The Secured Overnight Financing Rate—or SOFR—refers to the interest rate paid for borrowing cash secured by Treasury securities overnight. It is calculated as a weighted average of transactions in the Secured Overnight Financing Rate market. SOFR was introduced in 2018 as an alternative to the London Interbank Offered Rate (LIBOR), and is intended to be a more stable and robust benchmark rate.
What Is SOFR?
The Secured Overnight Financing Rate (SOFR) is a new benchmark interest rate for borrowing cash secured by Treasury securities that was introduced in 2018. SOFR is calculated using actual transaction data from the marketplace, making it less susceptible to manipulation than LIBOR, which was based on self-reported rates submitted by banks.
How Is SOFR Calculated?
Every night, there are hundreds of banks around the United States that have excess cash and hundreds of others that have a shortage of cash on hand. These banks use the overnight repurchase (repo) market to lend or borrow cash as needed—which they do at negotiated rates.
SOFR is calculated using a weighted average of the individual transactions between banks lending and borrowing money overnight. Weights are based on the volume of each transaction.
For example, if one financial institution borrowed $1 million overnight at 1% and a second institution borrowed $4 million at 2%, the weighted average SOFR rate would equal 1.8%.
SOFR vs. LIBOR
LIBOR is the London Interbank Offered Rate, which is a benchmark rate that was used for years in order to price floating-rate loans. It was replaced by SOFR at the end of 2021. SOFR is considered to be a superior alternative to LIBOR because it is based on actual transaction data from the marketplace, while LIBOR is based on banks’ estimates.
Benefits of SOFR vs. LIBOR
There are a number of potential benefits of switching from LIBOR to SOFR.
- More accurate. SOFR is calculated using actual transaction data from the marketplace, which results in a more accurate reflection of the true cost of borrowing cash overnight.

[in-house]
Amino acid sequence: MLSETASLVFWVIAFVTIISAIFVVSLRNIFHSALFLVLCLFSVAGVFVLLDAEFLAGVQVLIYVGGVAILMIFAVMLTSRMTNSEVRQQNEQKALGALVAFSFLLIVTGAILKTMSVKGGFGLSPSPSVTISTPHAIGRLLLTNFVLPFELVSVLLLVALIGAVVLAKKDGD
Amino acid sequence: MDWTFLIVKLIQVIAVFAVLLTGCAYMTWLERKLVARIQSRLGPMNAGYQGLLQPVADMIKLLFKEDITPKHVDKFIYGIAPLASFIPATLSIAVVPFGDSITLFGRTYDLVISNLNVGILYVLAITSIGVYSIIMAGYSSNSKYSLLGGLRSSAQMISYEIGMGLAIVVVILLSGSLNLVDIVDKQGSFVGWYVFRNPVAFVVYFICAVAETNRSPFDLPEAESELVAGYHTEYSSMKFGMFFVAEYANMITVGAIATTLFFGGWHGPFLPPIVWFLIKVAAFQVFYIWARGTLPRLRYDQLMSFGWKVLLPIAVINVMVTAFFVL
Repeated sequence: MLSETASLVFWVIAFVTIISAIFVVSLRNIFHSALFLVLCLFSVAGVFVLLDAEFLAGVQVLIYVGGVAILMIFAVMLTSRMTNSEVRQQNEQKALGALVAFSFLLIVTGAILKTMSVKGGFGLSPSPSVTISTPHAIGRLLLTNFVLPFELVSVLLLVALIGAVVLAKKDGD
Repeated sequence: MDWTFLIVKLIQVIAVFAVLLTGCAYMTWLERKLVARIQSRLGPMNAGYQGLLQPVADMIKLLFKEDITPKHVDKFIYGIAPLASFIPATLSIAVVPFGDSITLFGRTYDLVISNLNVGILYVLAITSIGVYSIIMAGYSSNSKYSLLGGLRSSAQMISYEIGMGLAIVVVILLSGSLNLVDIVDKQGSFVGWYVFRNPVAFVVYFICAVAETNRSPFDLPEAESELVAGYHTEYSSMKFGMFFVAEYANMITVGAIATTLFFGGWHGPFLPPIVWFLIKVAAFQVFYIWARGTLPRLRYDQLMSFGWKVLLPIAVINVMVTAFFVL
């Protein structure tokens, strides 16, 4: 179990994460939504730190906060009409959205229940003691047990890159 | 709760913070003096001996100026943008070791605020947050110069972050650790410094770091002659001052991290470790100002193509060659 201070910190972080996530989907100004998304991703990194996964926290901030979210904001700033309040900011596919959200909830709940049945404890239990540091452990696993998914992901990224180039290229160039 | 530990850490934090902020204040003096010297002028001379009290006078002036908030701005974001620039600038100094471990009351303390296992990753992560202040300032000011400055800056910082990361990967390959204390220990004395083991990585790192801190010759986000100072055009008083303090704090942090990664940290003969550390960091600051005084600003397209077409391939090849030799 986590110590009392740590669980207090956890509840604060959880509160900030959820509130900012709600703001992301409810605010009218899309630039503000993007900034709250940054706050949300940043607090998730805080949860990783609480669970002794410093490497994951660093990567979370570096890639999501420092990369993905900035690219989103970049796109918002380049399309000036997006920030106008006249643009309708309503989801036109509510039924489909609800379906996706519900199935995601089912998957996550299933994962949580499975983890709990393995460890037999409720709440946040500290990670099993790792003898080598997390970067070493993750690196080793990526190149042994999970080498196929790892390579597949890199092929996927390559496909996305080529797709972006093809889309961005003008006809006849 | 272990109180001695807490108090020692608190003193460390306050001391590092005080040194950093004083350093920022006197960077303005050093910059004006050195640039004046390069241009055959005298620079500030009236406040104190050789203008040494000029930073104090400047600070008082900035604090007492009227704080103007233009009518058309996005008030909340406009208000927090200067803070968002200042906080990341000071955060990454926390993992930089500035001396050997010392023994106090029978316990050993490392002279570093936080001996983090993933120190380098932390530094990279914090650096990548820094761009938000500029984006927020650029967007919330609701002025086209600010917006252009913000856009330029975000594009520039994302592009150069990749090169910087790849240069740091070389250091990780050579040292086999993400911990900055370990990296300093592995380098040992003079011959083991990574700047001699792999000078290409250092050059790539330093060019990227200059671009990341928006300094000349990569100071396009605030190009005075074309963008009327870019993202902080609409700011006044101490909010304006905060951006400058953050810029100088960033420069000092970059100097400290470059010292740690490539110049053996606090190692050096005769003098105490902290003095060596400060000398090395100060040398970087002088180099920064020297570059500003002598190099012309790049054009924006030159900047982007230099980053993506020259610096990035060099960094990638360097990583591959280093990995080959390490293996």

- More robust. Because it is based on transactions in the Treasury market, which is deep and liquid, SOFR is a more robust benchmark rate than LIBOR. This is because LIBOR was based on transactions in a much smaller market for private loans (known as the interbank market).
- Less susceptible to manipulation. SOFR is less susceptible to manipulation than LIBOR. This was a major problem with LIBOR, as banks were able to submit artificially low rates in order to make themselves look more financially sound than they actually were.
History of the Secured Overnight Financing Rate (SOFR)
SOFR was introduced in 2018 and officially replaced LIBOR at the end of 2021. The rate, which represents a weighted average of transactions in the Treasury overnight repo market and is based on actual transaction data, is considered to be more reliable than LIBOR, which was based on self-reported rates submitted by banks.
SOFR was introduced in response to concerns about the accuracy and transparency of LIBOR. In 2012, it was revealed that some banks had been manipulating LIBOR for years. This resulted in a loss of confidence in LIBOR as a benchmark rate. As a result, financial regulators around the world began looking for a replacement for LIBOR.
In 2017, the Alternative Reference Rates Committee (ARRC) was formed in the United States to identify a replacement for LIBOR. The ARRC recommended SOFR as the replacement for LIBOR in 2018.
Transitioning to the Secured Overnight Financing Rate (SOFR)
SOFR has been used as a benchmark rate for a few years now, and it is slowly gaining acceptance in the marketplace. The rate officially replaced LIBOR after December 31, 2021. However, there are still some challenges that need to be addressed as SOFR replaces LIBOR.
One of the biggest challenges is that many financial contracts reference LIBOR, and those contracts will need to be rewritten in order to reference SOFR instead. This process is expected to take several years to complete. Ultimately, though, SOFR is expected to continue to gain acceptance in the marketplace as the benchmark rate for floating-rate loans.
Other LIBOR Alternatives
SOFR was introduced as a replacement for LIBOR, but there are other alternative benchmarks that may also be used in place of LIBOR.
- Sterling Overnight Index Average (SONIA). SONIA is an alternative to SOFR that is used in the UK. It is based on transactions in the overnight sterling market and has been used as a benchmark rate since 1997.
- Federal Funds Overnight Index (FFOI). FFOI is based on transactions in the federal funds market. It was introduced in 2016 and has been used as a benchmark rate since then.
- American Interbank Offered Rate (Ameribor). Based on transactions in the US dollar interbank market, Ameribor is an alternative to SOFR that was introduced in 2018.
- US prime rate. The US prime rate is an alternative to SOFR that is based on the lending rates of large banks in the US. It has been used as a benchmark rate since at least 1963.